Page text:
Sometimes game developers make my job really easy. Sometimes they make games that are truly innovative, narratively engaging, beautiful to behold and possessed of so many virtues one cannot help but extol them. Like Skyrim. Sometimes developers make my job really easy by making games that are so horrible you can barely stand to play them, that don’t work properly, get everything fundamentally wrong to the point where you simply don’t know where to start in describing the train wreck, and may even be helpful enough to suggest a review score somewhere in their title. Like Zack Zero.
Zero is a 2D platformer that starts off with a laughable story, which isn’t bad if you’re intentionally being campy. But logical inconsistencies immediately slap you into a harsh reality: Zack’s girlfriend is kidnapped by Zulrog, and during the first stage Zack is knocked into a chasm while in pursuit. The game specifically says that Zulrog presumes Zack is dead because of this. Then in the next scene, Zulrog explains that his evil plan is to lure Zack into his lair in order to kill him (to kill the guy he already thinks is dead). And why? To steal a unique crystal from Zack, use the crystal to power a time machine, go back in time to revive his brother (whom Zack killed previously), so that both Zulrog and his brother can both go forward in time and kill Zack together. It’s like Looper, except it takes longer, makes less sense, and doesn’t give you the opportunity to kill your own younger self before you’ve had a chance to start playing this game.
Let’s get back to falling into the chasm. During the opening stage you’ll get used to Zack’s elemental suit, which assumes a fire, ice or earth form, changing up your attacks and later pretending to provide unique puzzle solutions. Once you fall into the chasm you realize that your suit was powered at its full potential, and for the rest of the game you’ll have to kill things, explore areas and pick up gems just to gain back your lost mediocre powers. It’s clear what the designers were going for, but you don’t actually feel super-powered to start off with, so the game ends up being all stick and no carrot. (Or all carrot and no stick, for those who hate vegetables and have spanking fetishes.)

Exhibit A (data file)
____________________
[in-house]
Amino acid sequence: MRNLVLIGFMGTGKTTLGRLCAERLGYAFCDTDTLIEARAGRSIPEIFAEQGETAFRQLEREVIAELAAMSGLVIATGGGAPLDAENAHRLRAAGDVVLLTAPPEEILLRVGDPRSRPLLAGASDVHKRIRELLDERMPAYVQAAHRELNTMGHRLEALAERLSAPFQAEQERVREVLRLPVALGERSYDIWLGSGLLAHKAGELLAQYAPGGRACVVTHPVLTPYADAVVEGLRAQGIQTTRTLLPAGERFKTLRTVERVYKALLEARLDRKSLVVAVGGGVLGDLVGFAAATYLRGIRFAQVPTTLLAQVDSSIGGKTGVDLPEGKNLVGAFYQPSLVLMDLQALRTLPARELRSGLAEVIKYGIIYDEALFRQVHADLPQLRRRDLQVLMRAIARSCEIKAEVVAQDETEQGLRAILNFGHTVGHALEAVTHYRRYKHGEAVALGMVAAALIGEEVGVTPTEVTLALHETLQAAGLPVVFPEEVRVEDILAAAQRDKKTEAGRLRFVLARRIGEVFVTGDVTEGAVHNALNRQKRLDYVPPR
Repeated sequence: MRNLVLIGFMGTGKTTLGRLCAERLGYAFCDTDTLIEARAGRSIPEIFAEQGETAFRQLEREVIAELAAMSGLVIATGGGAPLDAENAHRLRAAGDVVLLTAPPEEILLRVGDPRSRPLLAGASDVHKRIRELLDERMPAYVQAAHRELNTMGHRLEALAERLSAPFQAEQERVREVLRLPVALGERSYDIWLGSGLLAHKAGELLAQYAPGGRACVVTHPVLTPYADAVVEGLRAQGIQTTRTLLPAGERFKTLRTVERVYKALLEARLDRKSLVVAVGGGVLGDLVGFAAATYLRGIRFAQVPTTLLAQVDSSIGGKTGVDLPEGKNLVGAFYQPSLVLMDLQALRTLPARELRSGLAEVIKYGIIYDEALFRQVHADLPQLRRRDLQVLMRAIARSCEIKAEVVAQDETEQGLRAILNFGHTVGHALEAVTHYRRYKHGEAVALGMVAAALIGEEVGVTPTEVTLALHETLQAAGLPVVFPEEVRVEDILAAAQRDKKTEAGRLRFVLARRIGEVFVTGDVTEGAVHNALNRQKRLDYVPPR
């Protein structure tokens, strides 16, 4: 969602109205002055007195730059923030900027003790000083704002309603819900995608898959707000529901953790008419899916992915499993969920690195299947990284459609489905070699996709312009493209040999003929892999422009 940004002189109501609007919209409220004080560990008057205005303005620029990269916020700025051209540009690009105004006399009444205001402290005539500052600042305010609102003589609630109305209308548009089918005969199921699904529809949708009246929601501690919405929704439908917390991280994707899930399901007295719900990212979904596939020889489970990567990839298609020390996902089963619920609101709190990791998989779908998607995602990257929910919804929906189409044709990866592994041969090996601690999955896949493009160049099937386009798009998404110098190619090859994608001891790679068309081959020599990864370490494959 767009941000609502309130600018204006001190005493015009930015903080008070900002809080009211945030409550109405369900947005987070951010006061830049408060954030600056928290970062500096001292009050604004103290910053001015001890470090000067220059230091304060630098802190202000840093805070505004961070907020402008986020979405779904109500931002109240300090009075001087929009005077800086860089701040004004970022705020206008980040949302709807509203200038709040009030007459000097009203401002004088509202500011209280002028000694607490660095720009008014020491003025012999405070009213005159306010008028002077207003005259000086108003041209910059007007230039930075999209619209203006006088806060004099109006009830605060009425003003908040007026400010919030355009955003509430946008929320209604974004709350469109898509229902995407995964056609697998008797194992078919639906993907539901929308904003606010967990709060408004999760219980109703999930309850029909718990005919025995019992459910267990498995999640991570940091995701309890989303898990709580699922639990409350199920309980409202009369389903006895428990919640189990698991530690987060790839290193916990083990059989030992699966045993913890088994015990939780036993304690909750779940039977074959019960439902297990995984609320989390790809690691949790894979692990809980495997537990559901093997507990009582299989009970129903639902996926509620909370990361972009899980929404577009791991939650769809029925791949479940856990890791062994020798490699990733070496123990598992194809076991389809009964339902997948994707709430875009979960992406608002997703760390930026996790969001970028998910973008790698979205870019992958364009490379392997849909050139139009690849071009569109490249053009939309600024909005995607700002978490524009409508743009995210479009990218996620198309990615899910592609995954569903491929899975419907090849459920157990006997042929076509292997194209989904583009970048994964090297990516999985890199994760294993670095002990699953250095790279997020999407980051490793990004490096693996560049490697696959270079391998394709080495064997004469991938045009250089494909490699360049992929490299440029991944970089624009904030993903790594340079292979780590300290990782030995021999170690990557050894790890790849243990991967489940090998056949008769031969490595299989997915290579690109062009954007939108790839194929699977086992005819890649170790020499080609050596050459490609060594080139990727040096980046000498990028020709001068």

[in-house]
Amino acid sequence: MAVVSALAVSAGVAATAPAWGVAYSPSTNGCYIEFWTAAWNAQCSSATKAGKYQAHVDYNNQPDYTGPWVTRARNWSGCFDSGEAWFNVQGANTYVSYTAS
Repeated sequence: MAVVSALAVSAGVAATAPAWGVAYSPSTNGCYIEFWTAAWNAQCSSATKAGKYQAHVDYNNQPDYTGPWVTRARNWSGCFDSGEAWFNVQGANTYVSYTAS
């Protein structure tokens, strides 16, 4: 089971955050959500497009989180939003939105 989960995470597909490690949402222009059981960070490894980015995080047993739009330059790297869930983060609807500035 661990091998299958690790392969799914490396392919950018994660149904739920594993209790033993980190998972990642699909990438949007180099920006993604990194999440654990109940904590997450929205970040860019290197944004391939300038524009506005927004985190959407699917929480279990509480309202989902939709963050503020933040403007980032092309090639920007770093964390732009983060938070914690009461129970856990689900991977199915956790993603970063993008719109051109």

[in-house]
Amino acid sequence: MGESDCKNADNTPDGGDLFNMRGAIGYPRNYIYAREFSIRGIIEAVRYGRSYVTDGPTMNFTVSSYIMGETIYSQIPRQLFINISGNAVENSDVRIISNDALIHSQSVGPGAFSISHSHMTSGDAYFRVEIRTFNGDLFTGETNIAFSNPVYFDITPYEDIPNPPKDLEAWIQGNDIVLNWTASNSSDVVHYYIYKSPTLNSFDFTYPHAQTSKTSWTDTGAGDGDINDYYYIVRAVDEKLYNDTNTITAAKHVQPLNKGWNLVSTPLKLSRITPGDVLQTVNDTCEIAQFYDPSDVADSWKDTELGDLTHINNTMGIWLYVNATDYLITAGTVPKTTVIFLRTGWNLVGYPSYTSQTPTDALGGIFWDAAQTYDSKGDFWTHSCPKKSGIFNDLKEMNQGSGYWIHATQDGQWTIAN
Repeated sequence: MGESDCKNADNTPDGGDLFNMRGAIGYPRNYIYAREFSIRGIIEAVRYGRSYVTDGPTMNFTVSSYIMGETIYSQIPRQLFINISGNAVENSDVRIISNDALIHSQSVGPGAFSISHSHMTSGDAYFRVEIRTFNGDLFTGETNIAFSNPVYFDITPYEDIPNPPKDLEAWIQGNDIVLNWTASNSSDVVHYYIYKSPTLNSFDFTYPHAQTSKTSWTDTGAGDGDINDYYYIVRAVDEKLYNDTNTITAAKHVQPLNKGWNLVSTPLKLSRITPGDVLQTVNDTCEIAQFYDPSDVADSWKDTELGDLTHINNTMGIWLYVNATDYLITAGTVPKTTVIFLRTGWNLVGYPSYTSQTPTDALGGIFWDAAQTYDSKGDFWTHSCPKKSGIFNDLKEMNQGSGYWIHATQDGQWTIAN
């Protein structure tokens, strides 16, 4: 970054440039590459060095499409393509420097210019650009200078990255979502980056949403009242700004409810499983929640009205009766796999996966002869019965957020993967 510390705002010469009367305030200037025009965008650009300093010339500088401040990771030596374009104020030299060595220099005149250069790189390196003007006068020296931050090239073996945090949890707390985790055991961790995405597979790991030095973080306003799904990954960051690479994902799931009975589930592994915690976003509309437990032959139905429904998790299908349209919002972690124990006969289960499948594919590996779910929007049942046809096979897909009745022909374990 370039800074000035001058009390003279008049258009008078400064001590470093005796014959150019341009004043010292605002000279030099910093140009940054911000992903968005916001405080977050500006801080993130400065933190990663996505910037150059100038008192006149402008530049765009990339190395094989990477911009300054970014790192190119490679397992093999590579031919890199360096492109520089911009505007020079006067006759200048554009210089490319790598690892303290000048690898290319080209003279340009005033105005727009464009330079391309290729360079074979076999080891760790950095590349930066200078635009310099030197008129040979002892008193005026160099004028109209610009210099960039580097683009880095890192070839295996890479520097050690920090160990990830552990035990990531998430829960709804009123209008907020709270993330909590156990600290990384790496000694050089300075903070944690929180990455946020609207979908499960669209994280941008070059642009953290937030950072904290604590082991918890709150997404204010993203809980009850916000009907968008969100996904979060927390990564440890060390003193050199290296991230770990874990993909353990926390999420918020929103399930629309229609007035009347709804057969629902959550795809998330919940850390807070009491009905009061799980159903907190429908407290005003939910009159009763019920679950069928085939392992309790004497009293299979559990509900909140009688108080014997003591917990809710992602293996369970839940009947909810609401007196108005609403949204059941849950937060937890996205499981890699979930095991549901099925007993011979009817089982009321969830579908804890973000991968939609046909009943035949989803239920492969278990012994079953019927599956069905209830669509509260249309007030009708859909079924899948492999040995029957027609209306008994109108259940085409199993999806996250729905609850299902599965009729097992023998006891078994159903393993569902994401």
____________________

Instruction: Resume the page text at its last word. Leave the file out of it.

Not only do the suit powers feel underwhelming, with mostly missed opportunities for clever puzzle design (you have to switch to the earth form whenever you want to pull a lever?) but their combat powers are just as easily ignored. The highlight of Zero is in the enemies you will face, as well as the pleasant looking 3D backgrounds. Unfortunately, that’s the only positive thing about either of those features, as the enemies themselves are often over-powered, attack from multiple dimensions (which confuses the game’s auto-targeting) and what boss fights there are highlight how poor the AI is. (We’re talking boss fights where all you have to do is stand perfectly still and then jump straight up every now and then.)
The environments suffer from the same depth of field issues as enemies do, which is a little disconcerting when you realize that not all platforms are on the same plane, not all platforms look like platforms, and as much as this confuses you as the player, Zack has an even harder time making up his mind. Thankfully when you die the checkpoint system is forgiving, even if it is broken – I actually died in combat at one point, my corpse fell through a locked gate, and I respawned on the other side, bypassing part of the stage.
But let’s not get all caught up in the technical details of how unique those circumstances were and what percentage of players might ever encounter that particular glitch. Let’s talk about the glitch where you’re playing the game, and then you’re not. Yep, sometimes it just stops working and crashes to the desktop, for no real reason. Fortunately, that is a glitch that 100% of people who don’t play this game will never have to experience.
SCORE: 2.0 out of 10
A code of Zack Zero was provided to Pixel Related for review